RELICK: Electronic in the Dance: Alric and Boyd on Jamaica’s eclectic tastes

Since LargeUp posted a big ol’ feature on Alric and Boyd, I thought it might be a good idea to revisit a piece I wrote for the venerable UK zine No Ice Cream Sound  around this time last year. Alric and Boyd are a pile of fun to interview–and their music tastes are pretty fun too. Withut further ado, here’s “Electronic in the Dance”:

Alric and Boyd have a passion for music. They’ve produced dancehall and R&B, working recently with Jill Scott. They’re linked with Max Glazer’s Federation sound, crafting amazing mixtapes. But they really get animated when talking about doing remixes for Acid House creator DJ Pierre and the fact that Carl Cox is slated to perform in Barbados for the second Music Factory Pop, Dance and House Festival in May 2012. Alric and Boyd played the first edition in November 2011.

All in all, it’s been twenty years that Alric Anglin and Boyd James have been in the club scene and on radio, helping to bring electronic dance music to Jamaica. Describing themselves as a team, they’ve worked side by side since 1992. Djing since 88 and 84 respectively, however, they can chart just how house music and other electronic forms have been bubbling in the Jamaican scene. Yes, Boyd admits, “The scene is small, but it is there. There is an awareness.”

The prolific nature of reggae and dancehall production tends to obscure the fact that music lovers in Jamaica have significant variety in their musical diet. “We listen wide, not deep,” laughs Alric, in one sentence exploding any idealized view reggae lovers might have about the island and its music. “That’s where you find that we started to push the envelope with house music, with electronic dance music and found that there is a market.”

“Jamaican music is not just dancehall and reggae,” says Boyd, lowering his voice, “And I will tell you something that might be quite shocking. The UK reggae scene is way deeper than the Jamaican reggae scene.” The thing is, from the 1960s through to the 80s, a lot of reggae music was exported to the UK, because that’s where the money was. “We would get what you might call the ‘what left’,” laughs Boyd. The phenomenon can perhaps be linked to the fact that the Jamaican British population have been interested in music from home. For this reason, and also the fact that reggae music and dancehall was long looked down upon (not even used in tourist advertising until 1984), Jamaicans on the island tend to cultivate a varied taste in music. This has exposed non-Jamaican UK listeners to heaps of Jamaican music, but it has also allowed other types of music to flourish in Jamaica. One only has to look at the rapturous reception to Celine Dion at this year’s Jamaica Jazz and Blues Festival to know that there’s a wide audience on the island for other types of music.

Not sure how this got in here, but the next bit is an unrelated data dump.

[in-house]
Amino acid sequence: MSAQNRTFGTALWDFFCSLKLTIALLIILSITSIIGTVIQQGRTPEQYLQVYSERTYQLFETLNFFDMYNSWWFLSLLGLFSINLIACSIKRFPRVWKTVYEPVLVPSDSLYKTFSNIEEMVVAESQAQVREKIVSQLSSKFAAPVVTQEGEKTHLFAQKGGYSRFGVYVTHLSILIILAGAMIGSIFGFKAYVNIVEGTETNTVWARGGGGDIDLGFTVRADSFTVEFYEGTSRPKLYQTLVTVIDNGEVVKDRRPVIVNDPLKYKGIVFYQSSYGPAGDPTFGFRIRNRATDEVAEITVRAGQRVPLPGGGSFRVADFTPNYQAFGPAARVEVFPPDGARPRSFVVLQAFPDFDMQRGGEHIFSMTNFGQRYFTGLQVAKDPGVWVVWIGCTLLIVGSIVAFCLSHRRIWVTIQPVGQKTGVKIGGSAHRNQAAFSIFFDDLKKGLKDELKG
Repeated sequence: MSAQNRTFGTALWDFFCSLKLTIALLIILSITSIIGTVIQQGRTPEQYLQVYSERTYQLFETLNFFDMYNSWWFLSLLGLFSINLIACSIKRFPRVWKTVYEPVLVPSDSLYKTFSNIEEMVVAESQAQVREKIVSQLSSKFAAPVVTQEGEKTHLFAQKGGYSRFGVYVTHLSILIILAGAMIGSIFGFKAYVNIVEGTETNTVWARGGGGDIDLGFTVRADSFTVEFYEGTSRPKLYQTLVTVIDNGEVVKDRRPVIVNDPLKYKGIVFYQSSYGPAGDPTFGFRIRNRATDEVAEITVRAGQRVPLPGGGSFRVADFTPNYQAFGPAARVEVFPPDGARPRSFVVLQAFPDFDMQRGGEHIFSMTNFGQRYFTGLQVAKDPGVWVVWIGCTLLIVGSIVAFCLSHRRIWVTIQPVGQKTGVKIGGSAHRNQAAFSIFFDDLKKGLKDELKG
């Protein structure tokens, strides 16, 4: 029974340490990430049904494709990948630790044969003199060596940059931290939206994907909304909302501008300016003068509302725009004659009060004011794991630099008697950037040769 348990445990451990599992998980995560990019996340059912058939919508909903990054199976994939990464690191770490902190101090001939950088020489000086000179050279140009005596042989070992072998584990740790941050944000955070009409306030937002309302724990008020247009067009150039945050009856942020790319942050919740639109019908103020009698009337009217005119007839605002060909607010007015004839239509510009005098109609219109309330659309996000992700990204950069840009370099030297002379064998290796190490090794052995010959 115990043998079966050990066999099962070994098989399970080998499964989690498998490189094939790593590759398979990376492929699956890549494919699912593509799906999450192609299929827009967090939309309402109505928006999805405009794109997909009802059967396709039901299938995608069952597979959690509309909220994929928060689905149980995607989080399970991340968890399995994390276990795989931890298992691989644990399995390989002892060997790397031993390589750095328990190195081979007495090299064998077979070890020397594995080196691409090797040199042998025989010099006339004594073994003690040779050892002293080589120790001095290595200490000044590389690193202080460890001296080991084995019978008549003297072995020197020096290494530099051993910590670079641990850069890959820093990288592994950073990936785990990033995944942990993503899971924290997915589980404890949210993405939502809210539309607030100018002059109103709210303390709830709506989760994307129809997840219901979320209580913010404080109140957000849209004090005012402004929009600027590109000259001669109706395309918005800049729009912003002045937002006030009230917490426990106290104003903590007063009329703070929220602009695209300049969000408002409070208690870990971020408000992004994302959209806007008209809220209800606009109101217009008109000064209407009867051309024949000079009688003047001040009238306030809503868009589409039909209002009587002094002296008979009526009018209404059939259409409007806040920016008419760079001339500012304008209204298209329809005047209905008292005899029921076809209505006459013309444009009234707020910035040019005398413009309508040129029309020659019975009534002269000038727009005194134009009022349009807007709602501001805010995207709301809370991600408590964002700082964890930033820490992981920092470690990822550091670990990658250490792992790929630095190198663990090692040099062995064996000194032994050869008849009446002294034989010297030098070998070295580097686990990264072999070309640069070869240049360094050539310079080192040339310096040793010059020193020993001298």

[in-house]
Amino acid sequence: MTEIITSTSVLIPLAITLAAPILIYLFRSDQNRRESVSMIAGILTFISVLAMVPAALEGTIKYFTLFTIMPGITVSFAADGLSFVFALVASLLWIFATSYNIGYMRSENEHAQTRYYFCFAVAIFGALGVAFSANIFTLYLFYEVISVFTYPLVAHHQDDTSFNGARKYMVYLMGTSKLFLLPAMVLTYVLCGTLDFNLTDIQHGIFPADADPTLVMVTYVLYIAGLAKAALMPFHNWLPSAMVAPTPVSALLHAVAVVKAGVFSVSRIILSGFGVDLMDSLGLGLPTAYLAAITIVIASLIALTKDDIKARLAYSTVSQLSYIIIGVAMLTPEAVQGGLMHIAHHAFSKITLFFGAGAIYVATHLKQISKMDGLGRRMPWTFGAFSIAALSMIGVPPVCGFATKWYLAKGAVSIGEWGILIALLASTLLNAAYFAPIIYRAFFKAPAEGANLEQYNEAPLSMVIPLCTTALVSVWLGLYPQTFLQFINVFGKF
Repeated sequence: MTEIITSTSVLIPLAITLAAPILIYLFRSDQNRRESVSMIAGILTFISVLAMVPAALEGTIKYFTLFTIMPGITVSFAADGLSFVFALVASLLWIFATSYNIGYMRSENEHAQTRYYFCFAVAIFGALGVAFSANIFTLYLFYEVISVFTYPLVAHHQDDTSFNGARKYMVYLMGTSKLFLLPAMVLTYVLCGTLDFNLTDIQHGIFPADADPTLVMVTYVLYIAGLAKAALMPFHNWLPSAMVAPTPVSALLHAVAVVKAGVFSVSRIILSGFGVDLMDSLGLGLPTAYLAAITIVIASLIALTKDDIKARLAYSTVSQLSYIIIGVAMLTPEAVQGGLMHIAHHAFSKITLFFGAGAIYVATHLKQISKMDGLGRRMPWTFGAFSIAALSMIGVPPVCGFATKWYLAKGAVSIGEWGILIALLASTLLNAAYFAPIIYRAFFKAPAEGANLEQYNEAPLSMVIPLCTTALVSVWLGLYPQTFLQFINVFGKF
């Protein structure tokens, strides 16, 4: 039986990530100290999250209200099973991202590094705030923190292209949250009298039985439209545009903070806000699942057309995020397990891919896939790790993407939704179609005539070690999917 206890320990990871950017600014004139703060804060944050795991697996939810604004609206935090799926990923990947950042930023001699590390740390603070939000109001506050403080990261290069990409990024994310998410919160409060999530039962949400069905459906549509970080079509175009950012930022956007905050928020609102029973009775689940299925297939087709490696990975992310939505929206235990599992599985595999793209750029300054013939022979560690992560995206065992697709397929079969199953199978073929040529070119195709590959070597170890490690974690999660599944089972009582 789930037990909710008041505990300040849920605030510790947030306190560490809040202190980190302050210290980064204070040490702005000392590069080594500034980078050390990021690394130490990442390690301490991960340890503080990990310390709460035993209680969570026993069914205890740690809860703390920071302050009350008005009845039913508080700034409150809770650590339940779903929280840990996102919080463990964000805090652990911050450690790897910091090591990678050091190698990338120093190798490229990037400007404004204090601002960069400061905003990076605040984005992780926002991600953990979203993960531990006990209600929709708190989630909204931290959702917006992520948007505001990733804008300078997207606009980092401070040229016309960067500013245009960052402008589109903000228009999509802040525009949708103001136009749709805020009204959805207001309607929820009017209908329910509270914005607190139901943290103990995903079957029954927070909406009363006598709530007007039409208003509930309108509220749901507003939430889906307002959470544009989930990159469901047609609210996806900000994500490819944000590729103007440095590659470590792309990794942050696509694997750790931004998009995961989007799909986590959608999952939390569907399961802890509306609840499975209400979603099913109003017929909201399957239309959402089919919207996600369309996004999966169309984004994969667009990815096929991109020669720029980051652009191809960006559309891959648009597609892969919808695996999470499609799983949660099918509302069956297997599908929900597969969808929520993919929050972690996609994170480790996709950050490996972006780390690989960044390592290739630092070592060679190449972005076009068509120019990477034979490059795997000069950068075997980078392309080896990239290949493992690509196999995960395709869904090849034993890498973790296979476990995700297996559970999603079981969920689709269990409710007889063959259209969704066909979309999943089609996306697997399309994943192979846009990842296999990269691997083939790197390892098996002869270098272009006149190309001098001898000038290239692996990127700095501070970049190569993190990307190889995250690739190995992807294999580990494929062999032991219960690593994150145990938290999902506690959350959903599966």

“We were always exposed to American and UK music, based on the influences on our culture,” says Boyd. After all, in the 1960s, 70s and 80s, it was mostly international music played on the radio in Jamaica. “It is in our DNA that we have an appreciation for country and western to classical to R&B to rock to hip hop.” Specifically, however, in 1981 there was a radio show on what is now FAME fm, then Capitol Stereo, called “Disco Mania”. “It was almost a five-hour radio show. It was the biggest thing for us,” recalls Boyd. The hits from that show trickled down into the party scene. Rae Town’s still-running party was founded in 1982, and showcased a lot of disco tunes—as it still does today.

Alric remembers sitting, listening with ear to the radio, to “Disco Mania” playing some of the underground sounds from New York. The radio show lasted ten years, and during that time Boyd ended up in New York, at NYU studying audio technology during the day and going out to now-legendary clubs from Studio 54 to Tunnel. He did an internship with Sly and Robbie, and then upon return to Jamaica, he began working with then-DJ Alric in 1992, and was able bring music to the table that was at the time unavailable in the Caribbean. “We started to develop a synergy and started to take off,” says Alric.

They’d drop the bass of pop tracks and introduce underground house and techno music gradually, making sure that the crowd wouldn’t lose interest. Almost like an inverted dubplate, Alric and Boyd would play with the riddim instead of the lyrics. And like all Jamaican selectors, they actively thought of the massive at all times, they were well aware of the fact that they needed to please: “If you can rock a Jamaican crowd, you’re a good DJ,” laughs Boyd, “In a night club where people are paying money, we had to keep the vibes. A DJs job is to convert and make memories. If you can’t remember what a DJ plays, you’re not a good DJ.”

Their radio show, aptly titled “The Edge” began in October of 1995 and took up where “Disco Mania” left off, Alric and Boyd playing the same format as they did in the club. “We went deeper into the house, deeper into the progressive,” says Boyd. “You would hear jungle, UK garage, 2 step, the new techno, hard house coming out of Germany, we were banging it,” continues Alric. But back in the 90s, there was no quick download of these tracks. Alric and Boyd needed to struggle and BUY these records. Sure, they got some promos, but they’d also get records from visiting DJs and vacationers who would come and play their house parties and club gigs. The show ran strong until April of 2009, when the pair moved on to other projects.

As for the place of Alric and Boyd’s favourite music in Jamaica today? “It still needs a kick. People who put on big parties here are afraid of electronic dance music because in the 80s and 90s it would come with a stigma—it was gay music of white people music or drug music. Now that it has blown sky high, I think they are trying to see how they can reintroduce it into the market.”

And how do they feel about folks like Bob Sinclair and Diplo who have come to Jamaica to draw on local music and enhance their electronic dance music productions? “Jamaicans can be close minded,” says Boyd, “But these people are introducing us to a new market, so don’t fight it. But there are pros and cons. There are producers who do come in and take. But the good side is exposure.”